ENGLEWOOD, Colo. —** Growing up, Shane Ray didn't envision himself owning a house, and especially not at 22 years old.
His home neighborhood, located in a Kansas City, Mo. zip code infamously known as "The Murder Factory," has received notoriety, and Ray knows his life could have gone in an entirely different direction where he didn't—or couldn't—leave.
Years later, the contrast is stunning. Having signed his contract with the Broncos, Ray bought a house and began shopping for furniture. He can recall the times when he and his mother slept on the floor and lived off food stamps, and that kind of poverty must seem so incredibly far away for them now.
"It's kind of surreal, like Wow, I'm 22 years old but I'm an actual homeowner. I have a real job," Ray said earlier in July. "It's huge. There's kids my age in my city that still don't have anything, that are experiencing a lot of just negative things in their lives and for me to make it out of that environment..."
Shane Ray arrived at Dove Valley for the first time as a Bronco after being selected with the 23rd overall pick in the 2015 NFL Draft. (All photos by Eric Lars Bakke)
Ray trailed off momentarily as he reflected on his journey, one that's probably tough to put into words.
"I was home last week," Ray began again, "and I had family members who were like 'Wow, dude, you've made it.'"
Ray was taken a little aback by the observation. With a busy schedule jumping from the draft to rookie minicamp to OTAs, he hadn't yet taken that step back to look at where he is, what he's accomplished and where he came from. It was eye-opening for the rookie outside linebacker.
"When you hear somebody say that to you, you know, for me I'm just playing football, trying to do what I've always wanted to do with my life," he said. "But when you hear your people say that to you, you kind of sit back and think about where you came from and everything you had to go through to get here. It kind of hit me a little bit. I got back to reality but it's a big deal for me and I take a lot of pride in what I've been able to do with my life and to get where I'm at now."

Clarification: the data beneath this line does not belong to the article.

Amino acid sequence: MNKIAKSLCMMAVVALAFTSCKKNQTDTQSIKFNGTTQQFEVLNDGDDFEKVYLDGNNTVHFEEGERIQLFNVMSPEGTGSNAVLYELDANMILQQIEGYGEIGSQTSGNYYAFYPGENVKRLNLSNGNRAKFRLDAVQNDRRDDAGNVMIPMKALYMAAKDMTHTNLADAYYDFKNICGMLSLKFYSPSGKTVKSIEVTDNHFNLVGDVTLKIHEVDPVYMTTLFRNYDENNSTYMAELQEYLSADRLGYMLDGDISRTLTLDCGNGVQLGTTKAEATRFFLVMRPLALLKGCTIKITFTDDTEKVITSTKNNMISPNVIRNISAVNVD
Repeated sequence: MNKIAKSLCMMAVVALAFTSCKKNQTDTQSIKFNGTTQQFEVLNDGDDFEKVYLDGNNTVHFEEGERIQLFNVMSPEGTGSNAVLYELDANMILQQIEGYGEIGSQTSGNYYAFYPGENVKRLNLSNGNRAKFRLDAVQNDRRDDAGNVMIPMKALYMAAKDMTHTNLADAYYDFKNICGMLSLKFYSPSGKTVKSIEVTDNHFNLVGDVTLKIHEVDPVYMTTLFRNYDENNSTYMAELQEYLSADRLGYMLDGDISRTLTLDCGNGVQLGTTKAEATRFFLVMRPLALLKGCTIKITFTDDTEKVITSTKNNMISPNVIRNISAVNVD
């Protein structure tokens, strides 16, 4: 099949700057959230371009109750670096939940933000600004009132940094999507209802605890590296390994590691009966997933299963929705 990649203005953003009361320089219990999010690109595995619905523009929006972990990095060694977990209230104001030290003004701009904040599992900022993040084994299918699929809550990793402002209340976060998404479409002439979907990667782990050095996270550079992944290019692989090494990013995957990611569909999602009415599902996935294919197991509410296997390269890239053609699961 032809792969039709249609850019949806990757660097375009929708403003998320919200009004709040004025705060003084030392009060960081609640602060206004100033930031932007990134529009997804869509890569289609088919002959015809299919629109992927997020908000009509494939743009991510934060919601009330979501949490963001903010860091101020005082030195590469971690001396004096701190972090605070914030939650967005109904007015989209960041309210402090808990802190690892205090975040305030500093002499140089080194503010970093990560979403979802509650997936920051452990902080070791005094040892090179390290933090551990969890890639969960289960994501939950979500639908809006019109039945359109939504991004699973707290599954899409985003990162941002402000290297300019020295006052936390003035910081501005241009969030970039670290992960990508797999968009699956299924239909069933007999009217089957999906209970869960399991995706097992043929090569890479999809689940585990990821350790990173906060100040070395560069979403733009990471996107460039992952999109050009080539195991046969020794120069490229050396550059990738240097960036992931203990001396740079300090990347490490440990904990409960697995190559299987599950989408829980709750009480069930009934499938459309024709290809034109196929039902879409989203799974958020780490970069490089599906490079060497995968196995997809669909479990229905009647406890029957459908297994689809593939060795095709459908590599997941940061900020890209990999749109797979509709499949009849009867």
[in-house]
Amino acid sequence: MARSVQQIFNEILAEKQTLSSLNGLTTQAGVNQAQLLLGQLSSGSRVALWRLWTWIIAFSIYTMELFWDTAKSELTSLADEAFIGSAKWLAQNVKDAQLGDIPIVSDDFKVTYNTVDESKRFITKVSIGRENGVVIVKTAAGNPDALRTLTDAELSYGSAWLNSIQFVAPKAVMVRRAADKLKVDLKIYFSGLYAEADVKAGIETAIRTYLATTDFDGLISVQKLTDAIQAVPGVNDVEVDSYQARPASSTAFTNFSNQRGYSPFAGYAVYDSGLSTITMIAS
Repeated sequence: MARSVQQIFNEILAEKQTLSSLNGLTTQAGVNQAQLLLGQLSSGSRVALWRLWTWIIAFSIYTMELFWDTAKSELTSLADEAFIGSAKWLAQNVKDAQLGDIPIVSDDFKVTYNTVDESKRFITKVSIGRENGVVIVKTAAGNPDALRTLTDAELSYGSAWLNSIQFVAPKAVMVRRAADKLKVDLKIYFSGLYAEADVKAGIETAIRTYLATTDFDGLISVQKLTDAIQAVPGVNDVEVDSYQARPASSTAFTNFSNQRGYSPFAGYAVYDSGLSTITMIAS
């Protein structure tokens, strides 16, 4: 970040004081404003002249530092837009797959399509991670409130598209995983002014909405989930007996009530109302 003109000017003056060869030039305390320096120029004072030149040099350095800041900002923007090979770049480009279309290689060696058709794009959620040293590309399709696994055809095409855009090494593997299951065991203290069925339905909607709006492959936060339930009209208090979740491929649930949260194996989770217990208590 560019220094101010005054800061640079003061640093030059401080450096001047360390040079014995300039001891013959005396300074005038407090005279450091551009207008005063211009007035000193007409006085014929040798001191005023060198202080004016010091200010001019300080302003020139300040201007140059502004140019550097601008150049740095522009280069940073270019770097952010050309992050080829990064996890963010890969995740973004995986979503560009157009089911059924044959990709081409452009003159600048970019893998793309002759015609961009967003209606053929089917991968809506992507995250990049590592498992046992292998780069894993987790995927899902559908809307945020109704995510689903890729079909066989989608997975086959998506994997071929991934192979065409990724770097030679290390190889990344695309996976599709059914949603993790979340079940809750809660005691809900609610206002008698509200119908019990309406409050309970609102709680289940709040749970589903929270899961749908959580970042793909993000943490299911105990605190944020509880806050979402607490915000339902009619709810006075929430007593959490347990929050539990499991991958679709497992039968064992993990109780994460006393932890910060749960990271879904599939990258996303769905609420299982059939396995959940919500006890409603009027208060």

The transition to the NFL hasn't been without adversity, however. A marijuana citation the week before the draft invited criticism questioning Ray's character from analysts and countless NFL fans making judgment from afar.
Ray took immediate ownership of his mistake, speaking openly about it on live television during the NFL Draft and showing accountability, but he knows he won't be able to prove to everyone that one mistake doesn't define who he is.
"What I realize is everyone is going to have an opinion about you and you can't make everybody like you," Ray said. "I know the kind of person I am and everybody who knows me understands the kind of person that I am and what I've done positively."
With that in mind, Ray refuses to let the incident drag down his character but he also won't spend his energy going out of his way to try to convince people that he's the person who he knows himself to be.
See photos from new Bronco Shane Ray's football career leading up to being selected 23rd overall.
"For me, I've moved past it and if people want to continue to think that, that's fine," Ray concedes. "It's not affecting me, they're just wasting time and energy while I'm continuing to get better, continuing to be a better person and growing every day."
That's exactly what he's been doing this offseason. During OTAs Ray worked to rehab his foot, eventually getting repetitions in 7-on-7 drills. He learned as much as he could from DeMarcus Ware and Von Miller, trying to understand the finer points of technique and how to get the most out of their offseason program practices. Then once OTAs concluded, Ray stuck around and worked out with the Broncos' training staff during a strictly voluntary period.
That's just the way he is and the way he has always been. It's the way he's always had to be to get this far.
"Everything I've ever wanted in life I've had to work hard to go get it," Ray said. "I'm here in Denver grinding every day, preparing for the season, trying to be the best that I can be. I can do whatever my coach asks me to do. If people didn't get that while I was in high school, people didn't understand that when I was at the University of Missouri then they still probably won't get it now looking at me as a pro but I'm going to continue to do what's made me successful and this is the steps that I'll take."